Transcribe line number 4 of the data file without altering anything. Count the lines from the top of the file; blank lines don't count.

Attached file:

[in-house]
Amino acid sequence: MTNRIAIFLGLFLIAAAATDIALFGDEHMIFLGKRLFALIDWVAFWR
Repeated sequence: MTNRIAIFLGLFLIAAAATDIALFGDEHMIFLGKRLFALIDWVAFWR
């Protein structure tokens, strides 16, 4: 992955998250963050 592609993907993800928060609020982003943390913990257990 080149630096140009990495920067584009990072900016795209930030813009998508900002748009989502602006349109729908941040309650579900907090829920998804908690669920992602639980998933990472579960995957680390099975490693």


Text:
């Protein structure tokens, strides 16, 4: 992955998250963050 592609993907993800928060609020982003943390913990257990 080149630096140009990495920067584009990072900016795209930030813009998508900002748009989502602006349109729908941040309650579900907090829920998804908690669920992602639980998933990472579960995957680390099975490693």